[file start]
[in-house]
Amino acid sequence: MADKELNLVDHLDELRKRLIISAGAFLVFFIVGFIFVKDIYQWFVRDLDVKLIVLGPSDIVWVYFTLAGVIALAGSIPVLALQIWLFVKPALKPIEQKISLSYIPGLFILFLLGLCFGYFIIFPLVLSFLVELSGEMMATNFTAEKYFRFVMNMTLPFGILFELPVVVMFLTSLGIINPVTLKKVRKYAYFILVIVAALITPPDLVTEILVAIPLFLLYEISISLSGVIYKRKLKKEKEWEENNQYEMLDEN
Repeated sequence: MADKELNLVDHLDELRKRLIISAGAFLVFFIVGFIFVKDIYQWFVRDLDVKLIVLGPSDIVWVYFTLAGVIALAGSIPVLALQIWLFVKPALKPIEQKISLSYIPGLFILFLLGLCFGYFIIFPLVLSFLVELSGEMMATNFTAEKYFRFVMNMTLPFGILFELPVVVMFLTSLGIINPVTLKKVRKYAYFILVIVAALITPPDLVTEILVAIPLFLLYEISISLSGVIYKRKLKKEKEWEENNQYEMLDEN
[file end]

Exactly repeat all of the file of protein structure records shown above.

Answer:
[in-house]
Amino acid sequence: MADKELNLVDHLDELRKRLIISAGAFLVFFIVGFIFVKDIYQWFVRDLDVKLIVLGPSDIVWVYFTLAGVIALAGSIPVLALQIWLFVKPALKPIEQKISLSYIPGLFILFLLGLCFGYFIIFPLVLSFLVELSGEMMATNFTAEKYFRFVMNMTLPFGILFELPVVVMFLTSLGIINPVTLKKVRKYAYFILVIVAALITPPDLVTEILVAIPLFLLYEISISLSGVIYKRKLKKEKEWEENNQYEMLDEN
Repeated sequence: MADKELNLVDHLDELRKRLIISAGAFLVFFIVGFIFVKDIYQWFVRDLDVKLIVLGPSDIVWVYFTLAGVIALAGSIPVLALQIWLFVKPALKPIEQKISLSYIPGLFILFLLGLCFGYFIIFPLVLSFLVELSGEMMATNFTAEKYFRFVMNMTLPFGILFELPVVVMFLTSLGIINPVTLKKVRKYAYFILVIVAALITPPDLVTEILVAIPLFLLYEISISLSGVIYKRKLKKEKEWEENNQYEMLDEN